Balliol College will have increased accessibility for disabled people, if proposed plans are approved by the Oxford City Council.
The proposal, currently awaiting permission, planning intends to install a stone ramp with railing on the Broad Street site by early next year and will provide step-free access to the college’s quad and porters lodge. The modification will make the entrance to the college compliant with the Equality Act 2010.
The Act stipulates that there is a duty to make an adjustment when a feature arising from the design or construction of a building, or a feature of the approach to, exit from or access to a building unfairly disadvantages disabled persons.
The Domestic Bursar of Balliol College, Fran Wright, has stated the college always seeks to “increase our disability access in projects where we feasibly can’’. The main issue that complicates the efforts to make Balliol, and the University of Oxford more broadly, a more accessible place is the age and value of many of the buildings.
The Broad Street site consists of old, listed buildings, some of which date back to the 15th century, which poses obvious obstacles to improving disabled access: the buildings were not constructed to accommodate for disabled persons and any adjustments made may fail to preserve and maintain the history of the buildings. However, the Domestic Bursar also commented that the college is aware that “we need to do more to help all disabled students” in spite of these logistical difficulties.
These necessary changes are made more urgent due to a growing number of disabled students at Oxford. Admissions statistics from the University website show that in 2018, 9.2% of admitted students had declared a disability on application, against 6.0% in 2014. The number of applicants with a disability equally increased over the same period with 1,201 applications in 2018 compared to 775 in 2014. Of the 2016-2018 UK intake, just under 2.5% of applicants cited wheelchair/mobility as their disability. The requirement for equal accessibility across the university and colleges for all students is there- fore very pressing.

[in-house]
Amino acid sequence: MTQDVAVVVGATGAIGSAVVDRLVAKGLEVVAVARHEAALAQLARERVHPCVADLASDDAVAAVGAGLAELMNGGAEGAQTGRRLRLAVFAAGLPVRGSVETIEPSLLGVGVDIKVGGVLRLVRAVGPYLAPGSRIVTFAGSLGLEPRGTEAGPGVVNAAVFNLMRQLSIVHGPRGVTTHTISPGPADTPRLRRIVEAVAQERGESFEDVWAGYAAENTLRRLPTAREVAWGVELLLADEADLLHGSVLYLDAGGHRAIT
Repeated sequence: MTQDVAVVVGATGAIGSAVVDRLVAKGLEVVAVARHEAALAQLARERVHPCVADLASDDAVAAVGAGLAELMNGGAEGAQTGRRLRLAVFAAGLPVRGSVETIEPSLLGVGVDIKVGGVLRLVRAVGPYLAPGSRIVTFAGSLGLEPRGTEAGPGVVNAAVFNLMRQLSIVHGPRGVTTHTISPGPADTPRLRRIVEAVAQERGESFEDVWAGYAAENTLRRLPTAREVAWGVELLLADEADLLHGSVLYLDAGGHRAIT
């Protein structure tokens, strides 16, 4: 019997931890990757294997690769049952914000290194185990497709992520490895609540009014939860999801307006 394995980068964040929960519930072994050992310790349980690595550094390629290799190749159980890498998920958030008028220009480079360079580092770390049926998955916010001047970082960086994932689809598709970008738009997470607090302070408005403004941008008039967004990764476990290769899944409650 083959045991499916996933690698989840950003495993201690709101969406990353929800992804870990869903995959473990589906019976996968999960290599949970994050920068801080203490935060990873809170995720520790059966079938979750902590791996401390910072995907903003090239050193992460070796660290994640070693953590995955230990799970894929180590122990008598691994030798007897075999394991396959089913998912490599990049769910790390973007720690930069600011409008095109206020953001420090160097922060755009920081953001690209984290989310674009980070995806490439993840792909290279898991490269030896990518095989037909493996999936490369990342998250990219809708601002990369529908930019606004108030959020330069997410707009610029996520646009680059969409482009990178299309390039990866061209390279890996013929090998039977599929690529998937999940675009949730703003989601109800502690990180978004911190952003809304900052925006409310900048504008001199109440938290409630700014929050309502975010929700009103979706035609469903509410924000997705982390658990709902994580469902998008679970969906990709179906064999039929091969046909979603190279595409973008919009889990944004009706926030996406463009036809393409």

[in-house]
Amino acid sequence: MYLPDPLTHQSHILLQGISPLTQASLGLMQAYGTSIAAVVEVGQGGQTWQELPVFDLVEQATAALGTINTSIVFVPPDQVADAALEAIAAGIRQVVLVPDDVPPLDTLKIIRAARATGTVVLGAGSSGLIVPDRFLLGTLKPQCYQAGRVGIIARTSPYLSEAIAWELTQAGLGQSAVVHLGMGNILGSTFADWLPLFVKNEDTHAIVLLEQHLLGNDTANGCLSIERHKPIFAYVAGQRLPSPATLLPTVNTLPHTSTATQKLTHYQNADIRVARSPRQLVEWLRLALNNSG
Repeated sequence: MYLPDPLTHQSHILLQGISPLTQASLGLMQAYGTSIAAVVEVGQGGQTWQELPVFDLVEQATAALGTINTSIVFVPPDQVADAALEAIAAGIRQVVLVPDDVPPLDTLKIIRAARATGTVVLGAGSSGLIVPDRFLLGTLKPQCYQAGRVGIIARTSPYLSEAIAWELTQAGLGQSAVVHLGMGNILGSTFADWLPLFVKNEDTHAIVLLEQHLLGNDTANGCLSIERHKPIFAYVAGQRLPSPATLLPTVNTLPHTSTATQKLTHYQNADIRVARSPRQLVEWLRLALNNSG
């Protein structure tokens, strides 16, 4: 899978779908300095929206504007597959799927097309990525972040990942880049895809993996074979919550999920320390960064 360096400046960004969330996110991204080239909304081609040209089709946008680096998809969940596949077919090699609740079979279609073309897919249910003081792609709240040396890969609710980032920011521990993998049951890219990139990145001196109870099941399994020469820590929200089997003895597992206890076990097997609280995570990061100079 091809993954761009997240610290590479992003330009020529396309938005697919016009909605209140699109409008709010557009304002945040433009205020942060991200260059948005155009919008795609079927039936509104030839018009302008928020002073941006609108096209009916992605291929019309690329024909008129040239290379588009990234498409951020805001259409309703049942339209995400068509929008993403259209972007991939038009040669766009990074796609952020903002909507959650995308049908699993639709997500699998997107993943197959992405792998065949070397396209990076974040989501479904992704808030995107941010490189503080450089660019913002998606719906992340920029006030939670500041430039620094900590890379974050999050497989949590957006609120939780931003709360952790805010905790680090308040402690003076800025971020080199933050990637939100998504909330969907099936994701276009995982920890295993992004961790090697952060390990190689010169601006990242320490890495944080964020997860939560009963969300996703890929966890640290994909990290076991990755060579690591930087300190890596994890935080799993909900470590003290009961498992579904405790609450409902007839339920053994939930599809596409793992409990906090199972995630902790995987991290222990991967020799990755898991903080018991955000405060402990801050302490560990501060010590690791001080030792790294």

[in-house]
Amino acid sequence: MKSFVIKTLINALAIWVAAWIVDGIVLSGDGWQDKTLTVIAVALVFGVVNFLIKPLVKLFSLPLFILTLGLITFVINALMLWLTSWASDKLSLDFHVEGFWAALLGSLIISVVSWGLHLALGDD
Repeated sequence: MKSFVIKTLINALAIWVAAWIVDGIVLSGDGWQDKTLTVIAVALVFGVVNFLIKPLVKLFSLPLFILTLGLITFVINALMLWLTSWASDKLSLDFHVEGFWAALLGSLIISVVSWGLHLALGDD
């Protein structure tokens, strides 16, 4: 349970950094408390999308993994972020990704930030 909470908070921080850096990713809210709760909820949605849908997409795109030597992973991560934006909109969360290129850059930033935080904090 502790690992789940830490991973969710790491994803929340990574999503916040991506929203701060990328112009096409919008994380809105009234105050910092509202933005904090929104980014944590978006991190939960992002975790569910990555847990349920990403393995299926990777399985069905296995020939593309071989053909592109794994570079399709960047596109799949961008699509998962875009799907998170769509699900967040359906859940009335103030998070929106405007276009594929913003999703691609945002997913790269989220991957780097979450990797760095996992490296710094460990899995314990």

At present, Balliol College owns several rooms across its undergraduate and graduate accommodation sites that are specially adapted for disabled students, with disabled showers. The Master Field project, the college’s building development in the area between the Master’s Field, Jowett Walk and St Cross Road, will additionally provide more accessible student rooms once it is completed in 2021. There is accessible teaching space on the main site and access to the Hall via a lift yet, as the disability map available on the Balliol College website shows, there is limited access to many of the staircases on the main site.
If the proposal to improve dis- ability access is approved by Oxford City Council, it may encourage the possibility of further projects in Balliol College. “The staff at Balliol work very hard to accommodate all students,” said the Domestic Bursar, “and to make the college as accessible as possible to everyone.”